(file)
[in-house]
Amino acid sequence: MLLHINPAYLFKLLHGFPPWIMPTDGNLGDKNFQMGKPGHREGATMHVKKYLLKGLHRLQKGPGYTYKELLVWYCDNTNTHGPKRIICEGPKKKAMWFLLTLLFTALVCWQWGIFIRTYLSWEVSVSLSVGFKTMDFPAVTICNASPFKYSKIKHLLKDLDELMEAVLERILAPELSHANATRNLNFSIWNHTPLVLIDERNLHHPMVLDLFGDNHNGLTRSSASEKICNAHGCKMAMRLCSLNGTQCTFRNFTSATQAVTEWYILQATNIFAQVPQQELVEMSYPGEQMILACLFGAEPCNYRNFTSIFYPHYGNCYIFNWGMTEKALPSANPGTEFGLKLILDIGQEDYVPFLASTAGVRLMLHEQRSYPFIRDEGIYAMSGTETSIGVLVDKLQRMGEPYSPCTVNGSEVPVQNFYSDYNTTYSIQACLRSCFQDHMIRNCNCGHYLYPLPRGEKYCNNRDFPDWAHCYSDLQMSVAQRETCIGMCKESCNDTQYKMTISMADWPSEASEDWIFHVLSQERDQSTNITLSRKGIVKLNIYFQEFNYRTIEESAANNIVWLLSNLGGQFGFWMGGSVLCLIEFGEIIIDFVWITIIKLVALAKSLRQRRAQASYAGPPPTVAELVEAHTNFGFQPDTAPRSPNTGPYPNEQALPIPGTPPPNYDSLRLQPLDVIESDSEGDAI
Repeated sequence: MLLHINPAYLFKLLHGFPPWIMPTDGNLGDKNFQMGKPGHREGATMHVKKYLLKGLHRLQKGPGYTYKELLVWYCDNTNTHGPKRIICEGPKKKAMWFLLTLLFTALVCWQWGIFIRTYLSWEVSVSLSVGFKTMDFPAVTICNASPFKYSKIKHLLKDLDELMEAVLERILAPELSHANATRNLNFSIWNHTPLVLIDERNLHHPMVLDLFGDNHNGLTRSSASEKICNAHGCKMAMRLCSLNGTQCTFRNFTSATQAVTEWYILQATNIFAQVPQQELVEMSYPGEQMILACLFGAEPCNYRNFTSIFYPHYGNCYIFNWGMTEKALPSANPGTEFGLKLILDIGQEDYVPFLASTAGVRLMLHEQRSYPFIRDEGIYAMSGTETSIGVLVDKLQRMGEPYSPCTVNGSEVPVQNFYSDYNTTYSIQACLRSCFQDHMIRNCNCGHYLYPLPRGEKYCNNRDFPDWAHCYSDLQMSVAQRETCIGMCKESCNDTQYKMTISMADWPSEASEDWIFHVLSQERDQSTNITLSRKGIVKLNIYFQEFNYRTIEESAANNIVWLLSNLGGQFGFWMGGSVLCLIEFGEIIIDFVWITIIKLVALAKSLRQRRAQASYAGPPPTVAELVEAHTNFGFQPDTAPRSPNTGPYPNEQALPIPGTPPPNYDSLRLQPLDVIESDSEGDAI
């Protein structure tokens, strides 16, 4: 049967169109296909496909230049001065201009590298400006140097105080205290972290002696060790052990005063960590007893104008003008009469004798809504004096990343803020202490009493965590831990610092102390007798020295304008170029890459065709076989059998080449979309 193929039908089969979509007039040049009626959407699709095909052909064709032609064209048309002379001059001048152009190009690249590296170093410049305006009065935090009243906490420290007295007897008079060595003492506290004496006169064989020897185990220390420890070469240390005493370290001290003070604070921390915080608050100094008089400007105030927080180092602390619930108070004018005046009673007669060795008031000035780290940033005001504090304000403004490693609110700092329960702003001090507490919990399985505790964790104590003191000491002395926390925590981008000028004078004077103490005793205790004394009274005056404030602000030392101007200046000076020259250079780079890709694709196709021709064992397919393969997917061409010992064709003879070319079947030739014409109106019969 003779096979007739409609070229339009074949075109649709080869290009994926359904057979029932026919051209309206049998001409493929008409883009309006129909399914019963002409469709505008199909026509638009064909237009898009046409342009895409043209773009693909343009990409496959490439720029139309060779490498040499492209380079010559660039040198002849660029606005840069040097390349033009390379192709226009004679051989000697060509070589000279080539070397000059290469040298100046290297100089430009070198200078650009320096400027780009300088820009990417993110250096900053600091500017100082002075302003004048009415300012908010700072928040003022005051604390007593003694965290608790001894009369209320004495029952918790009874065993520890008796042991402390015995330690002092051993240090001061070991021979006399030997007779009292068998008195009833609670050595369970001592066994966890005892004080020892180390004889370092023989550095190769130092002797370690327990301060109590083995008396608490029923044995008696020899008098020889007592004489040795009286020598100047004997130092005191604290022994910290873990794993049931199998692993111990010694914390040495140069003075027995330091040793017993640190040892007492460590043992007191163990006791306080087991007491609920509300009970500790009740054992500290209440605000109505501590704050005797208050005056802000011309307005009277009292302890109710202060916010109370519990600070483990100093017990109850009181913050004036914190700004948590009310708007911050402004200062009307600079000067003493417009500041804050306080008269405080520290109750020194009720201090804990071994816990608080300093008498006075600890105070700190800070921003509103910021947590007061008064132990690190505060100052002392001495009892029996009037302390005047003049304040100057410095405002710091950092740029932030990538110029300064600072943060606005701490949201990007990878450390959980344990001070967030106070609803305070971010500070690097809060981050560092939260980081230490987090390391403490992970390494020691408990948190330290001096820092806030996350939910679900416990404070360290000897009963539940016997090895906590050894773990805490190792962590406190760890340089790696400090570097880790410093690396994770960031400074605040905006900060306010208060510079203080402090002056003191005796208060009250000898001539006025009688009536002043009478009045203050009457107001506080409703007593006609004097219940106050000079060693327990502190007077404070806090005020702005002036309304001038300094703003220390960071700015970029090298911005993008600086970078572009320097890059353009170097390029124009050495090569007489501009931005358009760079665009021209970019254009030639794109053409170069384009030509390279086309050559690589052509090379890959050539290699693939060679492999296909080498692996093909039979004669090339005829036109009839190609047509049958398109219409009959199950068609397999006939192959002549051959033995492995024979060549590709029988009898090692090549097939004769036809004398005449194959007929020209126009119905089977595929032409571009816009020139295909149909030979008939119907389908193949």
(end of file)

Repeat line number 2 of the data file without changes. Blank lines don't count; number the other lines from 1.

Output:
Amino acid sequence: MLLHINPAYLFKLLHGFPPWIMPTDGNLGDKNFQMGKPGHREGATMHVKKYLLKGLHRLQKGPGYTYKELLVWYCDNTNTHGPKRIICEGPKKKAMWFLLTLLFTALVCWQWGIFIRTYLSWEVSVSLSVGFKTMDFPAVTICNASPFKYSKIKHLLKDLDELMEAVLERILAPELSHANATRNLNFSIWNHTPLVLIDERNLHHPMVLDLFGDNHNGLTRSSASEKICNAHGCKMAMRLCSLNGTQCTFRNFTSATQAVTEWYILQATNIFAQVPQQELVEMSYPGEQMILACLFGAEPCNYRNFTSIFYPHYGNCYIFNWGMTEKALPSANPGTEFGLKLILDIGQEDYVPFLASTAGVRLMLHEQRSYPFIRDEGIYAMSGTETSIGVLVDKLQRMGEPYSPCTVNGSEVPVQNFYSDYNTTYSIQACLRSCFQDHMIRNCNCGHYLYPLPRGEKYCNNRDFPDWAHCYSDLQMSVAQRETCIGMCKESCNDTQYKMTISMADWPSEASEDWIFHVLSQERDQSTNITLSRKGIVKLNIYFQEFNYRTIEESAANNIVWLLSNLGGQFGFWMGGSVLCLIEFGEIIIDFVWITIIKLVALAKSLRQRRAQASYAGPPPTVAELVEAHTNFGFQPDTAPRSPNTGPYPNEQALPIPGTPPPNYDSLRLQPLDVIESDSEGDAI